Research into topics choosing to write about.
Understanding of their own needs as a writer and how to get them fulfilled; understanding of their
own limitations and weaknesses and where they want to grow; pursuing training, accordingly
heavy reliance on resources and tools of trade.
Explore many styles of writing, constantly experiment.
Free-flowing writing and crafting simultaneously
reading stuff aloud while writing and crafting
extensive revisions (Raymond Carver 20).
In it for the long haul (Lucille Clifton 20 years writing before being published, Mark Doty 10).
Supportive of other people's work, come to writer's group meetings even if they don't have anything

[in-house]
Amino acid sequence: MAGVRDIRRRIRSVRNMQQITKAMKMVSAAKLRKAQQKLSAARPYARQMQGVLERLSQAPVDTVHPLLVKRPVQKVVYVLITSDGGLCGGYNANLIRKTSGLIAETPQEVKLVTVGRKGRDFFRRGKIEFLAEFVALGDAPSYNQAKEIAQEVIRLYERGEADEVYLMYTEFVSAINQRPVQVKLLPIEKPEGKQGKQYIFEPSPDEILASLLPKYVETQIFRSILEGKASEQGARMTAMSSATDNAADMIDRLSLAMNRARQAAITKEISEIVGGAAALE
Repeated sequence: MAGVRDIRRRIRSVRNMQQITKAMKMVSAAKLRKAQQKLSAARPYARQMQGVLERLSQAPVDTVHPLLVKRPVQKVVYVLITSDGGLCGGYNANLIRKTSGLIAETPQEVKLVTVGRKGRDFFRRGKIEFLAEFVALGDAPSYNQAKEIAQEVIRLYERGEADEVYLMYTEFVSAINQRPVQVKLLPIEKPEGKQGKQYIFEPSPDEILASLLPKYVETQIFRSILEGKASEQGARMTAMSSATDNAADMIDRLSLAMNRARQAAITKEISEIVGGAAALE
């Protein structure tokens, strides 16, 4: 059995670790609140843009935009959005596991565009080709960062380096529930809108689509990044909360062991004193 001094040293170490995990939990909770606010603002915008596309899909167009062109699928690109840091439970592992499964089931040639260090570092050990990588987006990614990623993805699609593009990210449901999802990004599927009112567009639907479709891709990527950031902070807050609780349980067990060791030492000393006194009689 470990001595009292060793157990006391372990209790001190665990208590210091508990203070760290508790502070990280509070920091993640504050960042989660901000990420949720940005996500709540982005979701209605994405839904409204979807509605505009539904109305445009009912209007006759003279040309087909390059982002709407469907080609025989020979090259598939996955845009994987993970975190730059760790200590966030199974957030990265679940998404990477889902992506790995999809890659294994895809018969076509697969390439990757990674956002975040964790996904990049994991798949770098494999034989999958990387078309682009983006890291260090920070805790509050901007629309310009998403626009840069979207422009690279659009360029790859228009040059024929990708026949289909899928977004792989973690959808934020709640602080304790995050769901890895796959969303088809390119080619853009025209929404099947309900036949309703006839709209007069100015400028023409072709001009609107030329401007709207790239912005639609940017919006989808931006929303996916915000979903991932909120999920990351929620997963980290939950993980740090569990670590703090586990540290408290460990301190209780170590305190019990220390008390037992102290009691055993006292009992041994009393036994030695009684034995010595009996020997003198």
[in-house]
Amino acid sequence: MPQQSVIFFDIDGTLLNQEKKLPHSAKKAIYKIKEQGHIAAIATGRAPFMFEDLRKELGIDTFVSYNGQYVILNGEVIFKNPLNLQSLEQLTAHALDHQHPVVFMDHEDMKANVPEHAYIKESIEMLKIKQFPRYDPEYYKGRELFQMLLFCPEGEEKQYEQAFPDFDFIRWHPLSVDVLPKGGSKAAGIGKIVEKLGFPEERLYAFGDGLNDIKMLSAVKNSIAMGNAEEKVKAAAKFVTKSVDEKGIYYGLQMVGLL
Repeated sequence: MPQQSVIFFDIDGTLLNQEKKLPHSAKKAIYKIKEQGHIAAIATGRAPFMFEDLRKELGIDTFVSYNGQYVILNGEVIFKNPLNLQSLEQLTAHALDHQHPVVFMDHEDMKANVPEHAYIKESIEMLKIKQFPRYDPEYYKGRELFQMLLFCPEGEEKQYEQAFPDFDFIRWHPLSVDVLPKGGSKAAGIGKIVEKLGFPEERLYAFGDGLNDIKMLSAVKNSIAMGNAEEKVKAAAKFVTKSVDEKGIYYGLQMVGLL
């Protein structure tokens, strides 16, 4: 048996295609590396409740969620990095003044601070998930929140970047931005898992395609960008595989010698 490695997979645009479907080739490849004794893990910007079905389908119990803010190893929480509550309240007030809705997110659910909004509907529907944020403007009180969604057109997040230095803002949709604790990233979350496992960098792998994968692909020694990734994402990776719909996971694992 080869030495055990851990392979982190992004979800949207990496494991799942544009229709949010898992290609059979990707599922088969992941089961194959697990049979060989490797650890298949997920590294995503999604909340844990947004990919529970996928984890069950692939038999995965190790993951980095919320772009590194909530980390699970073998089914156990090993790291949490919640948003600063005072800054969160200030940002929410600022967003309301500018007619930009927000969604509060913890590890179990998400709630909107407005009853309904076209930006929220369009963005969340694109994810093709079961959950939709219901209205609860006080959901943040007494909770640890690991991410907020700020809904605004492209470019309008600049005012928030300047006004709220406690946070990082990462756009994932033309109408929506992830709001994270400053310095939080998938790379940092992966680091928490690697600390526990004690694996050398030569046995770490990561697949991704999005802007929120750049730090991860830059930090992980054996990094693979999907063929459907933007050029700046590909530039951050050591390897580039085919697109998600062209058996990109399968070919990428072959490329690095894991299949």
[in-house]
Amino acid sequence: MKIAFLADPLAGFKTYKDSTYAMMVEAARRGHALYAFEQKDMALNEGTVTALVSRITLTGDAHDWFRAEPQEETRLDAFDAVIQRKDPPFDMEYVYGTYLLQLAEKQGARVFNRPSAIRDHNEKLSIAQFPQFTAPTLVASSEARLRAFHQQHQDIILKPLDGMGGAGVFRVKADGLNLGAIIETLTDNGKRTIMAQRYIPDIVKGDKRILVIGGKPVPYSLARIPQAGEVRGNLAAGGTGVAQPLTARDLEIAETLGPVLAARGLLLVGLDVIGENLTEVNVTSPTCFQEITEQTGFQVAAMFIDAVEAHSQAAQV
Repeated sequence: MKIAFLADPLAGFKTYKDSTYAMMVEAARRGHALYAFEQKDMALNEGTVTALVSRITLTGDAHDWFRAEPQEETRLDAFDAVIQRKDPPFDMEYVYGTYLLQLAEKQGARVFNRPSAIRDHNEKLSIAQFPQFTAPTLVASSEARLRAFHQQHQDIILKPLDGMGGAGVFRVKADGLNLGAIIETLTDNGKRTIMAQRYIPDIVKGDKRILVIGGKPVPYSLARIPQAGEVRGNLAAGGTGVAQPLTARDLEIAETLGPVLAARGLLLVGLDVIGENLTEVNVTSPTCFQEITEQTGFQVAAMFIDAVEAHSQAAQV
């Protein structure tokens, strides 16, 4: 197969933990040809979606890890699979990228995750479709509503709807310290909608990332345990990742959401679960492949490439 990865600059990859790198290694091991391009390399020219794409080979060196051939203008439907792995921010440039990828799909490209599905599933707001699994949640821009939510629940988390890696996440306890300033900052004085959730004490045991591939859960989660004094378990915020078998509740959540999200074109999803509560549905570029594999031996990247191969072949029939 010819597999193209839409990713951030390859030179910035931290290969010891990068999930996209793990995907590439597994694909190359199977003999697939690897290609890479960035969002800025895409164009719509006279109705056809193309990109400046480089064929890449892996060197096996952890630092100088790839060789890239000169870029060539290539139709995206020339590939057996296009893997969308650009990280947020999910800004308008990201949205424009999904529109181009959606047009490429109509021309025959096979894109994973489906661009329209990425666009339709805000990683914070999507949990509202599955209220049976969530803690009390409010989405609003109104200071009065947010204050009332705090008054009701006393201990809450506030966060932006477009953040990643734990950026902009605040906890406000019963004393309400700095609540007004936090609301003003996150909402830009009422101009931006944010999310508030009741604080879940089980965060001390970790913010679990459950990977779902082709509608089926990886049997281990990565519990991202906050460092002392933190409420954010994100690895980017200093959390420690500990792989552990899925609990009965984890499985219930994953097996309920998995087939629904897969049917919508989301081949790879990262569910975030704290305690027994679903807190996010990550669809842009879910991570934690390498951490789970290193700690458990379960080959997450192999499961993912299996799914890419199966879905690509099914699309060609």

that month, just to hear others.
Attend public readings and other forums about writing.
Commitment to learning from the masters of the trade.
Sharing poems and stories with others, ways of giving gifts, networking, supporting people in their
Having a sense of the history of writing and where their own style fits in to the context of the wider
Less control over writing, comfortable hearing critique, able to sit quietly and listen.
Fully embrace the concept of "We are not the poem" (see N. Goldberg essay); greater focus on
current stuff as opposed to old poems or stories that seem finished or done; will to take chances and
show "bad stuff" just to hear responses, grow, etc.
Do community organizing and development around writing, take leadership roles in groups, serve on
Constantly think about ways to promote writing and to recruit new writers.
Humbleness about their own stuff; do not assume anyone anytime wants to hear them; appreciative
of audience; use audience reactions to help shape poem; attuned to the audience during reading,
watching reactions, body language, etc..